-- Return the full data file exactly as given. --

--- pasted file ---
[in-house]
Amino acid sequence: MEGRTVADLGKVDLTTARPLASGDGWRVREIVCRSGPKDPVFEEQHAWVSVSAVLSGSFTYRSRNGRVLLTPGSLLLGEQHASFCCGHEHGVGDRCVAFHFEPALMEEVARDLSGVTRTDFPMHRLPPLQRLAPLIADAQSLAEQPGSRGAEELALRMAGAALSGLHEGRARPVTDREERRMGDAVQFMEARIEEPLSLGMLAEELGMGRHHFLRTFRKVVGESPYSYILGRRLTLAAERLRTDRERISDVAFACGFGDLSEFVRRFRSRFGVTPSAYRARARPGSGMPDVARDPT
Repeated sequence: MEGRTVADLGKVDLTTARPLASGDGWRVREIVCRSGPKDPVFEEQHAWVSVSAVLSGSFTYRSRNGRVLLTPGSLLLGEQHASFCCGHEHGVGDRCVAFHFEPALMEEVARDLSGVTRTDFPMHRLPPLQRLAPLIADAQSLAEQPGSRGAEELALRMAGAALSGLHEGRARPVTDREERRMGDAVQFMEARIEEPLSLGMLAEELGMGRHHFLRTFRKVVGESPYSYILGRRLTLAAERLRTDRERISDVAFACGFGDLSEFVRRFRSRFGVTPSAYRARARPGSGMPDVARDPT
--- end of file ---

[in-house]
Amino acid sequence: MEGRTVADLGKVDLTTARPLASGDGWRVREIVCRSGPKDPVFEEQHAWVSVSAVLSGSFTYRSRNGRVLLTPGSLLLGEQHASFCCGHEHGVGDRCVAFHFEPALMEEVARDLSGVTRTDFPMHRLPPLQRLAPLIADAQSLAEQPGSRGAEELALRMAGAALSGLHEGRARPVTDREERRMGDAVQFMEARIEEPLSLGMLAEELGMGRHHFLRTFRKVVGESPYSYILGRRLTLAAERLRTDRERISDVAFACGFGDLSEFVRRFRSRFGVTPSAYRARARPGSGMPDVARDPT
Repeated sequence: MEGRTVADLGKVDLTTARPLASGDGWRVREIVCRSGPKDPVFEEQHAWVSVSAVLSGSFTYRSRNGRVLLTPGSLLLGEQHASFCCGHEHGVGDRCVAFHFEPALMEEVARDLSGVTRTDFPMHRLPPLQRLAPLIADAQSLAEQPGSRGAEELALRMAGAALSGLHEGRARPVTDREERRMGDAVQFMEARIEEPLSLGMLAEELGMGRHHFLRTFRKVVGESPYSYILGRRLTLAAERLRTDRERISDVAFACGFGDLSEFVRRFRSRFGVTPSAYRARARPGSGMPDVARDPT